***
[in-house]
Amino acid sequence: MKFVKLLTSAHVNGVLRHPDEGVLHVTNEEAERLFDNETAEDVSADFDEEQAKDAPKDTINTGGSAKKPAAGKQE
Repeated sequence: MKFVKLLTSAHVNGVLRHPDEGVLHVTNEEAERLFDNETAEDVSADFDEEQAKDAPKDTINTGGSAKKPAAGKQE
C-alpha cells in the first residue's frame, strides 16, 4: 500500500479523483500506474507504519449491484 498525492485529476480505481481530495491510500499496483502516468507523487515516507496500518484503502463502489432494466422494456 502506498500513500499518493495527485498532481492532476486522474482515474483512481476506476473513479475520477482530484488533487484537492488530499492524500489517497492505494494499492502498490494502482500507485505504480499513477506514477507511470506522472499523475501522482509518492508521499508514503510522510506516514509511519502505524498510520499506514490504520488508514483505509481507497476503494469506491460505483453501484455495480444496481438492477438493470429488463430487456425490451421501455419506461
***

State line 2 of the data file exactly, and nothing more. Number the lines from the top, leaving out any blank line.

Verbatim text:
Amino acid sequence: MKFVKLLTSAHVNGVLRHPDEGVLHVTNEEAERLFDNETAEDVSADFDEEQAKDAPKDTINTGGSAKKPAAGKQE